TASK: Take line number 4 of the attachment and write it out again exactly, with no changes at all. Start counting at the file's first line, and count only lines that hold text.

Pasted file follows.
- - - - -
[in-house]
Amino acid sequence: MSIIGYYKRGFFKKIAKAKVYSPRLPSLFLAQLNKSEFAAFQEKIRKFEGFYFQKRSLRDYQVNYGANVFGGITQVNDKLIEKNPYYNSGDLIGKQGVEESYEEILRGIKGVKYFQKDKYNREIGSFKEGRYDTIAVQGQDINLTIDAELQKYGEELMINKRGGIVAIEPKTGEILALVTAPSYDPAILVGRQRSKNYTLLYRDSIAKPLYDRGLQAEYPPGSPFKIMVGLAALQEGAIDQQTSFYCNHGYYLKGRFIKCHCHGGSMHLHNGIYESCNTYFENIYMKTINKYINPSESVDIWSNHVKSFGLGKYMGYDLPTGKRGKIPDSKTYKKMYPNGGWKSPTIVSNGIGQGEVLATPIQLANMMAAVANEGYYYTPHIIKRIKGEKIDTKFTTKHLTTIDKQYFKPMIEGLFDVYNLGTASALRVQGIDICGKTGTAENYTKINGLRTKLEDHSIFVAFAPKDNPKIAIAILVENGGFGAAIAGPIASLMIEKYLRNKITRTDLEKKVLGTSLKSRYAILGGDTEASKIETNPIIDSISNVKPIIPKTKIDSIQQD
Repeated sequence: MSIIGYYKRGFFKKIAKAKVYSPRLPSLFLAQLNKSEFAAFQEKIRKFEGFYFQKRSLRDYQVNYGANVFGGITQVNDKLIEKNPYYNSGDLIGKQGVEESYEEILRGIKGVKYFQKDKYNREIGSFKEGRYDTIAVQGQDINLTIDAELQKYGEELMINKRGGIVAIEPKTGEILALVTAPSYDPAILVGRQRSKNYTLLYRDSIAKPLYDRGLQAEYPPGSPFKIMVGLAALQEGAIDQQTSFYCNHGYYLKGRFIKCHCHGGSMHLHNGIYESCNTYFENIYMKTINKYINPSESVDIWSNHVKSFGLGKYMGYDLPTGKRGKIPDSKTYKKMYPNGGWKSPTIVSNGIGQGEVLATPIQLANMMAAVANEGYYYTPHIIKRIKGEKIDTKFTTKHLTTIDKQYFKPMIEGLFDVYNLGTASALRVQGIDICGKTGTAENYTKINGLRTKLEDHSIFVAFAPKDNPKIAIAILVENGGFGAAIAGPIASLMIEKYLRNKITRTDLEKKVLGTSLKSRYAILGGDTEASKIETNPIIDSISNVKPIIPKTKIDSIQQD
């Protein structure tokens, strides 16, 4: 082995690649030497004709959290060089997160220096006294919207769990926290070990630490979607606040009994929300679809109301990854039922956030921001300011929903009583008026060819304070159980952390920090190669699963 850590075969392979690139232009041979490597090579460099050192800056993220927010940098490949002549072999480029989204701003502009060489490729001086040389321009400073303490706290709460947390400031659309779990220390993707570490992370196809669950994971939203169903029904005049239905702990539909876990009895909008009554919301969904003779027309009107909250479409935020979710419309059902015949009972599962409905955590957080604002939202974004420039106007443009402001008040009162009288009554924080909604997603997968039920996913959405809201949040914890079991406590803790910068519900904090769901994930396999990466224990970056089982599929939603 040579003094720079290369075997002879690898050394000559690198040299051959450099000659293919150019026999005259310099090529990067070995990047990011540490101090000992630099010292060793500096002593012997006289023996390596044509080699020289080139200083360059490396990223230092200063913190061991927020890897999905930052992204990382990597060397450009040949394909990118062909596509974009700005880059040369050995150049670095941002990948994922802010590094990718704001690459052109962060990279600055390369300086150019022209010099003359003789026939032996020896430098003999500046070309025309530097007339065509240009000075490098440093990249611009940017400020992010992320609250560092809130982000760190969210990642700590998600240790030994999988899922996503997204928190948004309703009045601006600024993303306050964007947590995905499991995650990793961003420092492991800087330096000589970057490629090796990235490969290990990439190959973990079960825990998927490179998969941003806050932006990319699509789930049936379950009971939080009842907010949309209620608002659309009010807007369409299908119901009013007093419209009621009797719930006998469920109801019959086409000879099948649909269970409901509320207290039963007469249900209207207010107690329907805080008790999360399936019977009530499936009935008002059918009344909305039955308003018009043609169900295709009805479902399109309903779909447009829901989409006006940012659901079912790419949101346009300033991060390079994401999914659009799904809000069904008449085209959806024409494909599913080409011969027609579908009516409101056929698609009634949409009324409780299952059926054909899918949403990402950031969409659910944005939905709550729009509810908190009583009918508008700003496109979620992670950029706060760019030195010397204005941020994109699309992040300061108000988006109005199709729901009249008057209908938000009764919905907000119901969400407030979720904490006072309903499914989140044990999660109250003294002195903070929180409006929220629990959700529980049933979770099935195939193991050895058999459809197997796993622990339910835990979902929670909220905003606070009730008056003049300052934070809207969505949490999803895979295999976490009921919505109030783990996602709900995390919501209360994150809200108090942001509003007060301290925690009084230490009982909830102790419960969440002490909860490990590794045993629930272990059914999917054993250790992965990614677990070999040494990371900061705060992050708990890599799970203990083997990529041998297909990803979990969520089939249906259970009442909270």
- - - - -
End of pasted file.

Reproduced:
């Protein structure tokens, strides 16, 4: 082995690649030497004709959290060089997160220096006294919207769990926290070990630490979607606040009994929300679809109301990854039922956030921001300011929903009583008026060819304070159980952390920090190669699963 850590075969392979690139232009041979490597090579460099050192800056993220927010940098490949002549072999480029989204701003502009060489490729001086040389321009400073303490706290709460947390400031659309779990220390993707570490992370196809669950994971939203169903029904005049239905702990539909876990009895909008009554919301969904003779027309009107909250479409935020979710419309059902015949009972599962409905955590957080604002939202974004420039106007443009402001008040009162009288009554924080909604997603997968039920996913959405809201949040914890079991406590803790910068519900904090769901994930396999990466224990970056089982599929939603 040579003094720079290369075997002879690898050394000559690198040299051959450099000659293919150019026999005259310099090529990067070995990047990011540490101090000992630099010292060793500096002593012997006289023996390596044509080699020289080139200083360059490396990223230092200063913190061991927020890897999905930052992204990382990597060397450009040949394909990118062909596509974009700005880059040369050995150049670095941002990948994922802010590094990718704001690459052109962060990279600055390369300086150019022209010099003359003789026939032996020896430098003999500046070309025309530097007339065509240009000075490098440093990249611009940017400020992010992320609250560092809130982000760190969210990642700590998600240790030994999988899922996503997204928190948004309703009045601006600024993303306050964007947590995905499991995650990793961003420092492991800087330096000589970057490629090796990235490969290990990439190959973990079960825990998927490179998969941003806050932006990319699509789930049936379950009971939080009842907010949309209620608002659309009010807007369409299908119901009013007093419209009621009797719930006998469920109801019959086409000879099948649909269970409901509320207290039963007469249900209207207010107690329907805080008790999360399936019977009530499936009935008002059918009344909305039955308003018009043609169900295709009805479902399109309903779909447009829901989409006006940012659901079912790419949101346009300033991060390079994401999914659009799904809000069904008449085209959806024409494909599913080409011969027609579908009516409101056929698609009634949409009324409780299952059926054909899918949403990402950031969409659910944005939905709550729009509810908190009583009918508008700003496109979620992670950029706060760019030195010397204005941020994109699309992040300061108000988006109005199709729901009249008057209908938000009764919905907000119901969400407030979720904490006072309903499914989140044990999660109250003294002195903070929180409006929220629990959700529980049933979770099935195939193991050895058999459809197997796993622990339910835990979902929670909220905003606070009730008056003049300052934070809207969505949490999803895979295999976490009921919505109030783990996602709900995390919501209360994150809200108090942001509003007060301290925690009084230490009982909830102790419960969440002490909860490990590794045993629930272990059914999917054993250790992965990614677990070999040494990371900061705060992050708990890599799970203990083997990529041998297909990803979990969520089939249906259970009442909270």